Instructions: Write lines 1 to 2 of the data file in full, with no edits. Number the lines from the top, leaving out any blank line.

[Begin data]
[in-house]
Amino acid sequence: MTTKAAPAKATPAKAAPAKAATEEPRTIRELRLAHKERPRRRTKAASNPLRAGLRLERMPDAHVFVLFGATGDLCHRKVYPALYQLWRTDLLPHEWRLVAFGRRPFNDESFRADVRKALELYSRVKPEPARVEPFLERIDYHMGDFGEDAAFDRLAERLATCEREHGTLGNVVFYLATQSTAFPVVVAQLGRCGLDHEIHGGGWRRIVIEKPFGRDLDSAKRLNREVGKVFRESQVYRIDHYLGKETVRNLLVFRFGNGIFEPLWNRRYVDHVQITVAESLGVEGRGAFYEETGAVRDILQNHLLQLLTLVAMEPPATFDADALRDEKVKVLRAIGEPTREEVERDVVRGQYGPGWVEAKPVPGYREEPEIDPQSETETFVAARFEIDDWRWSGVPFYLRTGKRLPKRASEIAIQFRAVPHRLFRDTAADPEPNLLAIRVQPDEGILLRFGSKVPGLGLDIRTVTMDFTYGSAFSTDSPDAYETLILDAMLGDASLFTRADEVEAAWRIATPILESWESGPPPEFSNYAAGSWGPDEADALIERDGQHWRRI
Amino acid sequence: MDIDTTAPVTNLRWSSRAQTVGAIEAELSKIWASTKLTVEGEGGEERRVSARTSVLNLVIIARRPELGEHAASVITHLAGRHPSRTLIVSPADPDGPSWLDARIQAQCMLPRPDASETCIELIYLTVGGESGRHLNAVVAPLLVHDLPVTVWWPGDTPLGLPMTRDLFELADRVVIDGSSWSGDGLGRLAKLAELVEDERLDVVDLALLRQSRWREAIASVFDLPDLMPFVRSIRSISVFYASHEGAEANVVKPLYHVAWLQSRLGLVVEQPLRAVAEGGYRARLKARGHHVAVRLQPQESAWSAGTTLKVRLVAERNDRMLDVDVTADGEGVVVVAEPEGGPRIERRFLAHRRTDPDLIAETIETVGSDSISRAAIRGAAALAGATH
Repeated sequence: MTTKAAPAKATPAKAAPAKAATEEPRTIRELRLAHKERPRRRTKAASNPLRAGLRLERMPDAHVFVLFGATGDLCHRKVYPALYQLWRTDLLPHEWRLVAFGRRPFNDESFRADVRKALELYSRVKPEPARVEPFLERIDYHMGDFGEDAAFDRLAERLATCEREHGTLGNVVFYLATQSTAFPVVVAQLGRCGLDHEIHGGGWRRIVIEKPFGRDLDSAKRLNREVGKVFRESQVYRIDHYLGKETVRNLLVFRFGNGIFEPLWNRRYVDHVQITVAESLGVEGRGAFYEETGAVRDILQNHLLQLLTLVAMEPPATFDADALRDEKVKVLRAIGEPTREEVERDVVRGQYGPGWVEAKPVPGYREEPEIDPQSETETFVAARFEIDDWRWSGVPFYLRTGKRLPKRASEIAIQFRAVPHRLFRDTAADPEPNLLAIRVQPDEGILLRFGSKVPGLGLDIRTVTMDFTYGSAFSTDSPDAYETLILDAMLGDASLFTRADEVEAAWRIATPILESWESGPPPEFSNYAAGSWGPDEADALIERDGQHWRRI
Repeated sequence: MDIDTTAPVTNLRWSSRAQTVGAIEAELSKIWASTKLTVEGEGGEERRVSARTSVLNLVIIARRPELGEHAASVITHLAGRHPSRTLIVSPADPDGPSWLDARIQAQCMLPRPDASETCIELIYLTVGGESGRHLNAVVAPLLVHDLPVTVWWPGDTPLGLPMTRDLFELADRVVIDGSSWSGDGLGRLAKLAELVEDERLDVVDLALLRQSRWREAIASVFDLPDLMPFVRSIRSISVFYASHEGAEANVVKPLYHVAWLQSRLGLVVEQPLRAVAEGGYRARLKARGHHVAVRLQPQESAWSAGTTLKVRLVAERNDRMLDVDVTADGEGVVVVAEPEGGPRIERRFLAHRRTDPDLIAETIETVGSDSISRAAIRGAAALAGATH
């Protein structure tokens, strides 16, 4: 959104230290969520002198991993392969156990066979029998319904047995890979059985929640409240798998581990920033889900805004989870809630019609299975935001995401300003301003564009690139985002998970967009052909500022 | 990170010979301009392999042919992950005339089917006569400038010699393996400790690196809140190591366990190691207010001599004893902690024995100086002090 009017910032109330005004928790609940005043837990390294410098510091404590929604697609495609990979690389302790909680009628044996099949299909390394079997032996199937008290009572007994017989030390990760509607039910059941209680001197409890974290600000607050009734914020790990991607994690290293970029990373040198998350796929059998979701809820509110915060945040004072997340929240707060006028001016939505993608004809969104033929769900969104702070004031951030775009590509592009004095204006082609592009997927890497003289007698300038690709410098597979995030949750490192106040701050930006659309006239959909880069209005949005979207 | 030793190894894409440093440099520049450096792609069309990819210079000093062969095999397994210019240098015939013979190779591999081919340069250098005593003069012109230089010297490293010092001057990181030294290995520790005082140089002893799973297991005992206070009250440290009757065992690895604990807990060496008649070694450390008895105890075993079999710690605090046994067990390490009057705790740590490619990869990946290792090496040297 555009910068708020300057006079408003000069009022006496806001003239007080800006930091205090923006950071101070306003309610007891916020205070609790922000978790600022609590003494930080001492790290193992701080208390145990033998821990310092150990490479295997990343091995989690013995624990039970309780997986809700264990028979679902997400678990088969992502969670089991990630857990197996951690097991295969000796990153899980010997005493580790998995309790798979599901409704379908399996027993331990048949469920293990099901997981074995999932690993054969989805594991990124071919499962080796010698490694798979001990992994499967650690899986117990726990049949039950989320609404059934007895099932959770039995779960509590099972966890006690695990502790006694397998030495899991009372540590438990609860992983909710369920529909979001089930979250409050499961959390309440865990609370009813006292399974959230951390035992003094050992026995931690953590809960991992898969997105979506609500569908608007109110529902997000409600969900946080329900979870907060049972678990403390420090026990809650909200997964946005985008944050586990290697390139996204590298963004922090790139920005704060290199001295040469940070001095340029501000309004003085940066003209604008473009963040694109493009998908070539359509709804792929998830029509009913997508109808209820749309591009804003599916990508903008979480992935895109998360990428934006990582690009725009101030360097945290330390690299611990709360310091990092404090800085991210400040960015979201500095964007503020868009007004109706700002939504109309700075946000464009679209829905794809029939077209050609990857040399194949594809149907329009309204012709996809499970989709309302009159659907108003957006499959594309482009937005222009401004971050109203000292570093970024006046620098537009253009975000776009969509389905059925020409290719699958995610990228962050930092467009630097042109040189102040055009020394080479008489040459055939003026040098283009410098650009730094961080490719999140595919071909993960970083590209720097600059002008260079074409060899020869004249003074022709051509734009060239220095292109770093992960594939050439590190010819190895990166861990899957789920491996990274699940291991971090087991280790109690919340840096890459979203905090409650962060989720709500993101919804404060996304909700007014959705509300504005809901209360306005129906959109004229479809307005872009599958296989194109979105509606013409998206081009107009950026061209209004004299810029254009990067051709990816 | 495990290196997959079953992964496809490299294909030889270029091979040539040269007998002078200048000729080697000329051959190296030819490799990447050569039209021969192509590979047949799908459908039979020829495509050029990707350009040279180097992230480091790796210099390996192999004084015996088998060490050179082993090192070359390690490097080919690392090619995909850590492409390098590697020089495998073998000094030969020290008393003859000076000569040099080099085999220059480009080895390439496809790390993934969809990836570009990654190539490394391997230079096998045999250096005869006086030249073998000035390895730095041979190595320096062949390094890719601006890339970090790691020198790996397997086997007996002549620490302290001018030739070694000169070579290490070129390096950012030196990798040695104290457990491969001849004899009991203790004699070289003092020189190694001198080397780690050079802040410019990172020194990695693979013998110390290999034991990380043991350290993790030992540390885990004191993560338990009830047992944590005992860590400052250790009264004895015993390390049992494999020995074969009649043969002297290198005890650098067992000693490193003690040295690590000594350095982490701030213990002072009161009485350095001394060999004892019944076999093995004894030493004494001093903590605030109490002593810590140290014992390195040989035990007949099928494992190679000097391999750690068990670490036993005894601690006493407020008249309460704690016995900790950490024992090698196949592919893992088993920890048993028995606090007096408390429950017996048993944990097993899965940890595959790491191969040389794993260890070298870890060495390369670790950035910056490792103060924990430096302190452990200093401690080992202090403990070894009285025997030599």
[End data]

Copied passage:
[in-house]
Amino acid sequence: MTTKAAPAKATPAKAAPAKAATEEPRTIRELRLAHKERPRRRTKAASNPLRAGLRLERMPDAHVFVLFGATGDLCHRKVYPALYQLWRTDLLPHEWRLVAFGRRPFNDESFRADVRKALELYSRVKPEPARVEPFLERIDYHMGDFGEDAAFDRLAERLATCEREHGTLGNVVFYLATQSTAFPVVVAQLGRCGLDHEIHGGGWRRIVIEKPFGRDLDSAKRLNREVGKVFRESQVYRIDHYLGKETVRNLLVFRFGNGIFEPLWNRRYVDHVQITVAESLGVEGRGAFYEETGAVRDILQNHLLQLLTLVAMEPPATFDADALRDEKVKVLRAIGEPTREEVERDVVRGQYGPGWVEAKPVPGYREEPEIDPQSETETFVAARFEIDDWRWSGVPFYLRTGKRLPKRASEIAIQFRAVPHRLFRDTAADPEPNLLAIRVQPDEGILLRFGSKVPGLGLDIRTVTMDFTYGSAFSTDSPDAYETLILDAMLGDASLFTRADEVEAAWRIATPILESWESGPPPEFSNYAAGSWGPDEADALIERDGQHWRRI